The backbone of the New World Order is the WTO, which grew out of GATT trade agreements in a 1948 compact among 23 nations. Currently, the WTO has 135 member nations and is responsible for over 90 percent of world trade. Its goals and responsibilities are to remove all barriers to global markets, to arbitrate trade disputes, and to create new international power structures dominated by the strongest nations. Trade disputes are discussed in Geneva, behind closed doors, by a panel of 3-5 people stacked with pro-corporate representatives. If they overrule a country’s law, the offending nation must either change the law, or suffer stiff fines and trade sanctions.

In most cases, criticisms against the WTO concern its impact on jobs and the environment, and one rarely hears or reads about its toll on animals. Yet many animal protection groups consider the WTO to be the single most dangerous threat to animals. A few examples illustrate why this fear is justified.

Sea Turtles: The shrimp fishing industry catches sea turtles in their treacherous nets where they drown, and pushes them to the brink of extinction. New nets were devised that allowed the turtles to escape if entangled, and the U.S. refused to import shrimp from any country not using “turtle exclusion devices.” But upon complaints from 4 Asian nations in 1996, a WTO dispute panel found this policy in violation of free trade rules, and so the US was forced to accept imports of shrimp from countries using turtle-killing nets.

“Dolphin-Safe” Tuna: As tuna swim near dolphins, they are caught by encircling dolphins. The U.S. banned the sale of tuna snared by chasing and killing dolphins, and established a “dolphin-safe” tuna label. Mexico challenged this law as an unfair trade barrier, and the U.S. agreed to changes in the labeling law that allowed tuna caught by killing dolphins to be fraudulently labeled as “dolphin-free.”

Steel-Jaw Trap Ban: Lest one think the U.S. government is the “good guy,” it too has challenged trade laws it found to its economic disadvantage. In fact, the U.S. initiated almost half of the 117 WTO challenges issued between 1995 and 2000. In 1995, for example, the EU passed legislation against the vicious steel-leg hold trap and banned the import of fur from nations that used them. The U.S. protested this to the WTO in 1997, and the WTO forced the EU to weaken and delay implementation of the ban.

Dozens of progressive laws concerning workers’ safety, public health, the environment, and animal welfare have been struck down in this way, rejected as barriers to free trade. The U.S. Clean Air Act was challenged by the WTO, as was the EU ban on hormones in beef. Not only are old laws being dismantled, new laws are not being shaped from fear they won't withstand a WTO challenge. The WTO willfully discounts the process or means of production of a “commodity,” and so from the “free trade” standpoint, it is irrelevant whether an animal was raised on a family or factory farm, whether it was killed “humanely” or was skinned or dismembered while aware and alive. In the New World Order, no country can justify a ban on animal imports on the grounds that they were raised and/or killed in conditions of extreme cruelty. The WTO is concerned strictly with products, not processes, with economic issues, not ethical considerations.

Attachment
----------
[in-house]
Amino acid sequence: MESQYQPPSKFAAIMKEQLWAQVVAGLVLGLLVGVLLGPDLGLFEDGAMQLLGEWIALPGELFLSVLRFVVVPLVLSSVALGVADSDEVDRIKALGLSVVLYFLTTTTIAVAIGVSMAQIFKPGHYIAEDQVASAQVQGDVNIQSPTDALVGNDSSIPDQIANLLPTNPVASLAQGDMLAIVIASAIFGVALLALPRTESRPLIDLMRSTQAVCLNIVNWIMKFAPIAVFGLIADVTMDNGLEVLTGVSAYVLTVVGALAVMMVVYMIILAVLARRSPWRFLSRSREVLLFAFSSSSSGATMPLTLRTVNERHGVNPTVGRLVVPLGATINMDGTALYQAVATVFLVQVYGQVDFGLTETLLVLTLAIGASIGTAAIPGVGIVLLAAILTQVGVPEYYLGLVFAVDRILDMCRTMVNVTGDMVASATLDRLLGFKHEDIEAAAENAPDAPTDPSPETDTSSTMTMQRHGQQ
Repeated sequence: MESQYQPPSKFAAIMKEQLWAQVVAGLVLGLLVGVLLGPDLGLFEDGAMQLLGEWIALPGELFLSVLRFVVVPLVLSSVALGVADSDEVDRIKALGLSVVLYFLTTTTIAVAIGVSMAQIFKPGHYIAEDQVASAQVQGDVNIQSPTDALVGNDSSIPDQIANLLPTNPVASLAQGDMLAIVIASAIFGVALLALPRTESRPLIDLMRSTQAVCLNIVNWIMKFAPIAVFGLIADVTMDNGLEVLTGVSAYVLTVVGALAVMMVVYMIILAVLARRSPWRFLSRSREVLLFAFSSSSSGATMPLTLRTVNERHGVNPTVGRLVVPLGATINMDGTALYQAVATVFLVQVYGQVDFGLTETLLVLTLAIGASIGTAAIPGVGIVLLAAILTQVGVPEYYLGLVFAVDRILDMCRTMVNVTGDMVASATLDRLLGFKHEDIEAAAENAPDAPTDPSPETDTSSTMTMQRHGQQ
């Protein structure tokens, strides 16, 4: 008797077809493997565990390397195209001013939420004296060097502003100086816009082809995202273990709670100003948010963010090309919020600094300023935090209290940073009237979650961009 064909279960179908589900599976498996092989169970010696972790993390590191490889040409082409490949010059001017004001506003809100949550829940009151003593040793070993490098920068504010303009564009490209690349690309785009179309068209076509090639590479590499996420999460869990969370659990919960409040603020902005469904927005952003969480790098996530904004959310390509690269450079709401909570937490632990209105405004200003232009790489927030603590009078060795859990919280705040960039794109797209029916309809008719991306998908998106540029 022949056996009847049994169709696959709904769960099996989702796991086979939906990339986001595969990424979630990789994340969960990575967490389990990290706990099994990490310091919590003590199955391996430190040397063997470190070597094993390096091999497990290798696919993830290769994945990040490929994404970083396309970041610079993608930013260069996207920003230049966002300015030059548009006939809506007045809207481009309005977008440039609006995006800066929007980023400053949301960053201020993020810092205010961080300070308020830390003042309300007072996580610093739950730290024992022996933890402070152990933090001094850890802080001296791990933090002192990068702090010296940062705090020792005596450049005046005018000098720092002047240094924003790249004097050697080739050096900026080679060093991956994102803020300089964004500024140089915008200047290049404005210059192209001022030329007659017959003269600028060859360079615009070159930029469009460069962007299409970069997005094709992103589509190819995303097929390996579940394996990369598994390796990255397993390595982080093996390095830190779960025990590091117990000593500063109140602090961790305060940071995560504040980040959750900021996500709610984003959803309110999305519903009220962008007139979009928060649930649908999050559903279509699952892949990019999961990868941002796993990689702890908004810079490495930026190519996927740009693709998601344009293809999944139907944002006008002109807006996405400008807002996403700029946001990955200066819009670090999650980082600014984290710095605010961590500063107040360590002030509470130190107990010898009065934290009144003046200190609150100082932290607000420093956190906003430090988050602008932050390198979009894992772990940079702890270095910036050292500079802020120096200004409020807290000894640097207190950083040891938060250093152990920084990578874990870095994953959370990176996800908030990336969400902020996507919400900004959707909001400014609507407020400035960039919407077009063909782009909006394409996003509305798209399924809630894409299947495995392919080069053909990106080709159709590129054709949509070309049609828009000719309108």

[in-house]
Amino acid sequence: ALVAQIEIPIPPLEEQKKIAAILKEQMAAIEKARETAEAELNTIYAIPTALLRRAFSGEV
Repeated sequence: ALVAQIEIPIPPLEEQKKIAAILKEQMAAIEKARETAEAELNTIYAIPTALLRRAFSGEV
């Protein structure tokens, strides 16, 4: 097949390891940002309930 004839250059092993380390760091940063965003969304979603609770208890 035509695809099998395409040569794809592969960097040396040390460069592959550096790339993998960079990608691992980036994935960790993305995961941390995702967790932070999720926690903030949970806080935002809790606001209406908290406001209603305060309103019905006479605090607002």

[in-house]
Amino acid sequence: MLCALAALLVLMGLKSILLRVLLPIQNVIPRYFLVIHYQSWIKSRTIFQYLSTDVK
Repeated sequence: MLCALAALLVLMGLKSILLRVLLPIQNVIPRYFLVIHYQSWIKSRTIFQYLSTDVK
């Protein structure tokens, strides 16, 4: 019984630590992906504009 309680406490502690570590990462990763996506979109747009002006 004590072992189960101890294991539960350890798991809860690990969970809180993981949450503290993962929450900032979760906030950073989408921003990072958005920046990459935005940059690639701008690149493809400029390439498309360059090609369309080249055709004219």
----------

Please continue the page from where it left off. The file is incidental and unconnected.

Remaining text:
The multinationals have declared war on the planet, and we must fight back and resist. Citizens must understand the new global realities and create appropriately new political maps and tactics. Activists must struggle on numerous fronts and form strategic alliances as often as possible, including across national borders. The humane treatment of people and animals must remain fundamental rights, and not be redefined as “barriers to trade.”

With Seattle, a new worldwide social movement has arisen, one that has demonstrated global corporate power is contestable and vulnerable. Globalization is irreversible; the question is what form will it take? Globalization from above, or below? Free trade or fair trade? Will it satisfy the needs of life or of profit? Only through new modes of education and organization can people exercise power against globalization from above and preserve what little is left of human rights, ecosystems, and biodiversity.

Steve Best is Associate Professor of Philosophy and Humanities at the University of Texas, El Paso. He is Vice-President of the Vegetarian Society of El Paso, a long time vegan and animal rights activist, and author of numerous books and articles in the areas of social theory, postmodernism, and cultural studies. Some of his writings are posted at http://utminers.utep.edu/best/